Born in the wake of Colorado’s gold and silver rush, Durango was established in the fall of 1880, when the Denver and Rio Grande Railroad decided to build a track to Silverton and established Durango as the hub of its rail system to trasport ore from the mountains to smelters in Durango.
The railroad company first wanted to locate its roundhouse and station in Animas City, now a portion of northern Durango, and asked the Animas City town fathers to donate the land for a depot. But the proud little town refused and the angry railroad company headed south to create a new town of its own, adding controversy to Durango’s birth.
Will Rogers once said of Durango, Colorado, “It’s out of the way, and glad of it.” And glad it is. Our small western city, tucked away in a horseshoe of the San Juan Mountains in the southwestern corner of the state, has been the gateway to southwestern Colorado’s riches for more than 100 years. Indians and fur traders, miners and prospectors, ranchers and railroad engineers alike, have passed through Durango on their way to seek their fortunes. Many of them found that Durango itself was the treasure they sought.
Durango – It’s where ranches, rolling hills, breathtaking beauty and a storytelling river harken back to the days when people had the time, and took the time, to slow down and simply visit.
Main Street is a very beautiful street with houses from the turn of the century and lots of shops & restaurants. Railroad fans can go from here with a nostalgia train to Silverton.
Durango & Silverton Narrow Gauge Railroad
It is early morning in Durango.
A black locomotive chugs into the staging area of the Durango & Silverton Narrow Gauge Railroad station. Passengers begin to board the 119-Year-old train that will take them on a journey through majestic mountains to the historic mining town of Silverton. Two short blasts to alert passengers and photographers that the historic train is leaving the depot. Gears thrust forward and the wheels of the engine begin to turn. Bright yellow, Victorian-era coaches inch forward, one after the other, as the train pulls out of the station and picks up speed as it travels through the pastoral landscape of the Animas Valley.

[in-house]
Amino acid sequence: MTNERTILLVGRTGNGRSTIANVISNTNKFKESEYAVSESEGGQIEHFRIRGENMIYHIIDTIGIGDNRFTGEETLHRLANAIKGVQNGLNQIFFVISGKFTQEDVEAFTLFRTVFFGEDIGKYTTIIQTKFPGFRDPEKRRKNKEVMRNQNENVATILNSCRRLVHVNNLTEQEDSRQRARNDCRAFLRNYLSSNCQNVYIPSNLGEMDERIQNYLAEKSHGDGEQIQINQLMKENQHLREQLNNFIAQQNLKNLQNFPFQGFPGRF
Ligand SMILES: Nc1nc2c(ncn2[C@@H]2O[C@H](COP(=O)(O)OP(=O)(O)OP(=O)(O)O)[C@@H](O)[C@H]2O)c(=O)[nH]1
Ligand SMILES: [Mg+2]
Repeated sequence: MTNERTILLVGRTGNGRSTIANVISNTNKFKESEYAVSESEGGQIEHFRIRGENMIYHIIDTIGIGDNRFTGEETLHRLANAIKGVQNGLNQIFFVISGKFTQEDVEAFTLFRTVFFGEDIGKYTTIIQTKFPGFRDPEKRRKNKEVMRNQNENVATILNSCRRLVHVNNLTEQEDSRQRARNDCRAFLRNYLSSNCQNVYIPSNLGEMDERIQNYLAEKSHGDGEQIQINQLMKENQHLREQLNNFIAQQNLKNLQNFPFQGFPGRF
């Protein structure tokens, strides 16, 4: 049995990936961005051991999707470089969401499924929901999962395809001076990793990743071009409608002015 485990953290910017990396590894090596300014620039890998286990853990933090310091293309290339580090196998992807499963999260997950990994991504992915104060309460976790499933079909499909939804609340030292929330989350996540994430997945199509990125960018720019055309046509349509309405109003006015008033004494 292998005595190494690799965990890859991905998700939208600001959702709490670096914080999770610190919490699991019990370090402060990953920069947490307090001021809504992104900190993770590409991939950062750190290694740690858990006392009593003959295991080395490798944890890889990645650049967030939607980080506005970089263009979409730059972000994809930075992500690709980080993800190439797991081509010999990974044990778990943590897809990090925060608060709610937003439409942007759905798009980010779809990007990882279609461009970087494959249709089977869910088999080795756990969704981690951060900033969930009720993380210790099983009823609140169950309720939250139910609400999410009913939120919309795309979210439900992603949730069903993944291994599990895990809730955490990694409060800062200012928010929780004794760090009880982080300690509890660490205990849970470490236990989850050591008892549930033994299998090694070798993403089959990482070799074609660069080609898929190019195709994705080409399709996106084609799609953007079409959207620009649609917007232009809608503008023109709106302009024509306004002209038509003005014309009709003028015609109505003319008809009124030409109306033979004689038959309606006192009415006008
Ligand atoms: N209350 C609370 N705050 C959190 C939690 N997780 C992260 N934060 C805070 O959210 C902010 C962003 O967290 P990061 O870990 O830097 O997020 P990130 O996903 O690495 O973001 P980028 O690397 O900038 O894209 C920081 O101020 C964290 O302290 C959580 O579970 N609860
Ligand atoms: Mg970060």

The train travels on a 36-inch track high above the roaring Animas River. Passengers see telltale signs of yesterday’s mining and railroad activities as they ascend into the majestic San Juan Mountains. About three hours later, passengers arrive in the old mining town of Silverton, Colorado.
The train offers a variety of options for chartering historic private cars. Arrangements can be made for catering or any other special requests. Many wedding ceremonies and celebrations have been held on the famous Durango & Silverton Narrow Gauge Railroad. The train is accessible to the disabled and is also used by backpackers seeking access to the high country
Reservations are recommended, For reservations call 1-888-872-4607 or if you are in Durango 247-2733
Rates around 60 Dollars for an adult. Please verify. The ticket price includes a visit to the Durango & Silverton Railroad Museum, which opened in 1998 and the Silverton Freight Yard that opened in May 1999.